The key changes made are as follows. In the Civil Service, we have agreed to revalue each year’s contribution by CPI rather than earnings, allowing an accrual rate of 44ths to be offered. This costs the same as our original offer, but with a configuration preferred by the trade unions. As a consequence, the new scheme will be very similar to the nuvos scheme already available within the Civil Service, except that in future the normal pension age will be linked to the state pension age as it rises. It is therefore disappointing that the PCS has rejected the heads of agreement and walked away from the talks.
I have previously made the point that the local government scheme must be treated differently because it is a funded scheme. The Local Government Association and the trade unions have agreed that the pension age in the new scheme will be linked to the state pension age, and that their preference is to deliver a career-average scheme. Further discussions will take place over the next three months to agree the details. In health, we have agreed to a revised revaluation factor of CPI plus 1.5 per cent. This allows the accrual rate to be improved to one-54th. In education, we have agreed to a revised revaluation factor of CPI plus 1.6 per cent, allowing for the accrual rate to be improved to one-57th, along with modest improvements to early retirement factors.
All these heads of agreement are within the cost ceiling I set out in November, but in a configuration preferred by the unions. Discussions on police, Armed Forces, judiciary and fire service schemes have been a separate process from the start, and proposals will be brought forward in due course.
Let me turn to some other aspects of these deals. All of these agreements include a cap on taxpayer costs at 2 percentage points above or below the scheme valuation. This cap is symmetrical, so employees will benefit if costs fall. As Lord Hutton made clear, with the other aspects of reform now agreed, there is no reason to believe that under normal circumstances this cap will be used. It is there as protection for taxpayers and for workers if extraordinary, unpredictable events occur. In the course of all these talks, unions have stressed the importance of ensuring that their members will continue to be able to receive the benefits of these schemes if they are outsourced. This is the purpose of the fair deal policy, the future of which we have been consulting on. Because we have agreed to establish new schemes on a career-average basis, I can tell the House that we have agreed to retain the fair deal provision and extend access for transferring staff.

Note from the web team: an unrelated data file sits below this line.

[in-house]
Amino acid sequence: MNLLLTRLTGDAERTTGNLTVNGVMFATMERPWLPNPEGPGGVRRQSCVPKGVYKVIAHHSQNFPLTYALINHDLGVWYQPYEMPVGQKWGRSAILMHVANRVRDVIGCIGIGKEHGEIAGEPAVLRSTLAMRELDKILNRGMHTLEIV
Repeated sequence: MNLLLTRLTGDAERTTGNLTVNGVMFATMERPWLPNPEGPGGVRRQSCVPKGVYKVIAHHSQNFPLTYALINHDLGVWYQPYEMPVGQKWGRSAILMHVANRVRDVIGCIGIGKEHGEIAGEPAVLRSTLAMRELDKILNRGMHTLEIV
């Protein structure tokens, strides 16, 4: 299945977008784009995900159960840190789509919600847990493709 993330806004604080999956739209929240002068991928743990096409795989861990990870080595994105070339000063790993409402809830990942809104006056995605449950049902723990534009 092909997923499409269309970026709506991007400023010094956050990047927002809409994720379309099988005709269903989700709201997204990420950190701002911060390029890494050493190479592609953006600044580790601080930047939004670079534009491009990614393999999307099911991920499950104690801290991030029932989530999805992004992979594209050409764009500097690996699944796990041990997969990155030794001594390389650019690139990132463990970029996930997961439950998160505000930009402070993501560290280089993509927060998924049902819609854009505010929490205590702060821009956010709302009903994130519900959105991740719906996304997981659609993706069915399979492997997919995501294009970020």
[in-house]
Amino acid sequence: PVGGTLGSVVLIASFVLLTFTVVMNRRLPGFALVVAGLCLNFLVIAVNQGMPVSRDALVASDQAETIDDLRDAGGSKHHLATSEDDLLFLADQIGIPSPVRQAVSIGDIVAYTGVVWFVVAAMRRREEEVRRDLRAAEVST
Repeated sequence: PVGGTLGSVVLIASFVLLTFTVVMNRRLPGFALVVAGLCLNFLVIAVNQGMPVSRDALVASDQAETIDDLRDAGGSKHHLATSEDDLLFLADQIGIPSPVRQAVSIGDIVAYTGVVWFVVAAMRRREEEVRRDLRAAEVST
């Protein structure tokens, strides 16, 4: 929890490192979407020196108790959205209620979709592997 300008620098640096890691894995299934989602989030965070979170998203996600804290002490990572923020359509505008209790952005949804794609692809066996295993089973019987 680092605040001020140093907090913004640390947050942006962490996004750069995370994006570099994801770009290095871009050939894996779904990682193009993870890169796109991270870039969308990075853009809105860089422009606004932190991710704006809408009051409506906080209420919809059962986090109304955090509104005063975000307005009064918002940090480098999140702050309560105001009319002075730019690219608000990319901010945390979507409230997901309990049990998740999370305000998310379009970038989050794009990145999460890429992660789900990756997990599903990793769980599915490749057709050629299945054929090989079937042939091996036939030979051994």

The new pensions will be substantially more affordable to alternative providers and it is right that we offer workers continued access to them. In addition, the Government will consider what practical options might be available to reform the terms of access to the NHS pension scheme, in particular for NHS staff who move to a non-NHS “any qualified provider” delivering NHS services. At the same time, by offering transferred staff the right to remain members of the public service scheme, we are no longer requiring private, voluntary and social enterprise providers to take on the risks of defined benefit that deter many from bidding for contracts in the first place.
Replacing so-called bulk transfers of pensions with continued access to public sector schemes means that we continue to protect public service workers’ pensions, manage the risk to the taxpayer and forge ahead with our ambitious plans on public sector reform. I have committed that these reforms will be sustained for at least 25 years. The Government intend to include provisions in the forthcoming public service pensions Bill to ensure that a high bar is set for future Governments to change the design of the schemes.
What does this deal really mean? For our workforce, it means they will continue to receive the best quality pensions available in this country—and rightly so. These pensions could be bought in the private sector only at the cost of one-third of salary. This is a proper reward for a lifetime’s commitment to serving the public. This new scheme is fairer to women too. By moving to career average, we will be giving a better pension in future to those, mainly women, who have low or steady salaries throughout their careers.